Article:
Even so, the series is popular and Coos recommend other Coos to experience being “undercover. Questions think it’s ethical for a leader to go undercover. Someone in a position to make policy should experience all levels of the organization. If they are sincere about caring for employees as well as making a profit, going undercover will remind a leader to that their employees needs are different at different levels. It really depends on the inner personality whether going undercover truly affects the Leaders.
Sure, in front of a camera someone can finitely portray themselves as noble but could behave entirely different in a Board room. An article written in the online magazine Big Think titled, “Leaders Are More Likely To Be Sociopaths” states 2% to 4% of the population are such Sociopaths and they get into the leadership positions maybe 8% or 10% of the time. It’s something to consider. Since we do not have proof that going undercover is more than surface affective I do not believe we should have our tax dollars spent on a government program to promote leaders to go undercover.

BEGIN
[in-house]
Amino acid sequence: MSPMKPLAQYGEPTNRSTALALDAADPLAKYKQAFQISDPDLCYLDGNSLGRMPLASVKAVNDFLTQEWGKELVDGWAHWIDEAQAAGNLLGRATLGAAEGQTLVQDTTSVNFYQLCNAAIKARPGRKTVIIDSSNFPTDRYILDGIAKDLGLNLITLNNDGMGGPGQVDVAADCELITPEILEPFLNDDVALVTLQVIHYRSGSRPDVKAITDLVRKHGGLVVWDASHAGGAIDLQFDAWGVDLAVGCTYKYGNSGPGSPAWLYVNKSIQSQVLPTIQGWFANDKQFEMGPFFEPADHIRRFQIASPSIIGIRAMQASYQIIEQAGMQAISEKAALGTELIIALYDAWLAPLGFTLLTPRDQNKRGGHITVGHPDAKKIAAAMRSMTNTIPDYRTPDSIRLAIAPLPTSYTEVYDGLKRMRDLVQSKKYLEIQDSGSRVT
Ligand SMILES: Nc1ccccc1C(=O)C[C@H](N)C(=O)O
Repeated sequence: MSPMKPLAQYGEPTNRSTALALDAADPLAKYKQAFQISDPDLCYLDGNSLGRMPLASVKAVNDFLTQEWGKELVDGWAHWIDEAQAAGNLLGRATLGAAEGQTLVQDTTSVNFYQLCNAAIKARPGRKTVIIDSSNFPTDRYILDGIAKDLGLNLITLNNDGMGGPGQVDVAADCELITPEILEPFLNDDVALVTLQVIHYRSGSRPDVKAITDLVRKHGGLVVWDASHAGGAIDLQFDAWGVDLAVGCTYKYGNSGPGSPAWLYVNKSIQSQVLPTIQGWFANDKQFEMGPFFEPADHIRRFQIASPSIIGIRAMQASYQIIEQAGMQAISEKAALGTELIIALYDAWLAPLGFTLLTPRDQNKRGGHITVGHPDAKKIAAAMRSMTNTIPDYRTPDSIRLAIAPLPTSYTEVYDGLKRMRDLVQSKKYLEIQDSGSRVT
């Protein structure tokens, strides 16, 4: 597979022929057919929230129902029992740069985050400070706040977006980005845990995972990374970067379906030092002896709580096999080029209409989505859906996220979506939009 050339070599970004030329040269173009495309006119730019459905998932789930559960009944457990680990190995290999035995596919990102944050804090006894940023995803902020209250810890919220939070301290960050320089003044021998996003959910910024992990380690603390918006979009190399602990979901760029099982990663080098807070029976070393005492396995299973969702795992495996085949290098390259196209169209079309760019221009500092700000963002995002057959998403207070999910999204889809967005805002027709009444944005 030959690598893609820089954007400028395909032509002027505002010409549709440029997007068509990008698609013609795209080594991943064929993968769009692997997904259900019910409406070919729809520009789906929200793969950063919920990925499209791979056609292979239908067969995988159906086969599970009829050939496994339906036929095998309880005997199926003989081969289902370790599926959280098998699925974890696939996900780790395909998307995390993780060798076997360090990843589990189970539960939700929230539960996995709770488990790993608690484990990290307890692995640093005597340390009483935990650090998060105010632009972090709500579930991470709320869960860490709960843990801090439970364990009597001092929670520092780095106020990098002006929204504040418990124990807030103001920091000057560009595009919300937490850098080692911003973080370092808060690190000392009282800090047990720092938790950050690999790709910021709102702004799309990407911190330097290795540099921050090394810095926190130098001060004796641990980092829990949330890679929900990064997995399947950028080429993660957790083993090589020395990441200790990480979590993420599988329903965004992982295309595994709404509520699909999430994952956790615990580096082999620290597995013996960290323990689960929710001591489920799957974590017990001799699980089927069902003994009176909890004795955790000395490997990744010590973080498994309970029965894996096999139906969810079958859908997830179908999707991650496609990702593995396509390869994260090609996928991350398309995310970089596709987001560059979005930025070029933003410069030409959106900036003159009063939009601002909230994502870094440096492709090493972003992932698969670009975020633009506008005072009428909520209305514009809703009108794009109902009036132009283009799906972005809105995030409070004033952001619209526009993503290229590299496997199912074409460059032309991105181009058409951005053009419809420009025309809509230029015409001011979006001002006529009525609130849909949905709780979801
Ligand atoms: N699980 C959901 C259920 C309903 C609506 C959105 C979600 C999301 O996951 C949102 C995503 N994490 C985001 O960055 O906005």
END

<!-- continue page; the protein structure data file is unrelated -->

Something about government involvement doesn’t sit well tit me. Conclusion The concept of Undercover Boss is great for entertainment but in reality I doubt that we are seeing real results. Most companies want business and present a face of caring and altruistic on television and can use the show as a sales gimmick. If a leader truly supports employees and cares about the work environment they put into place methods to hire the right people as managers and monitor the work environment through open door policies and HER departments.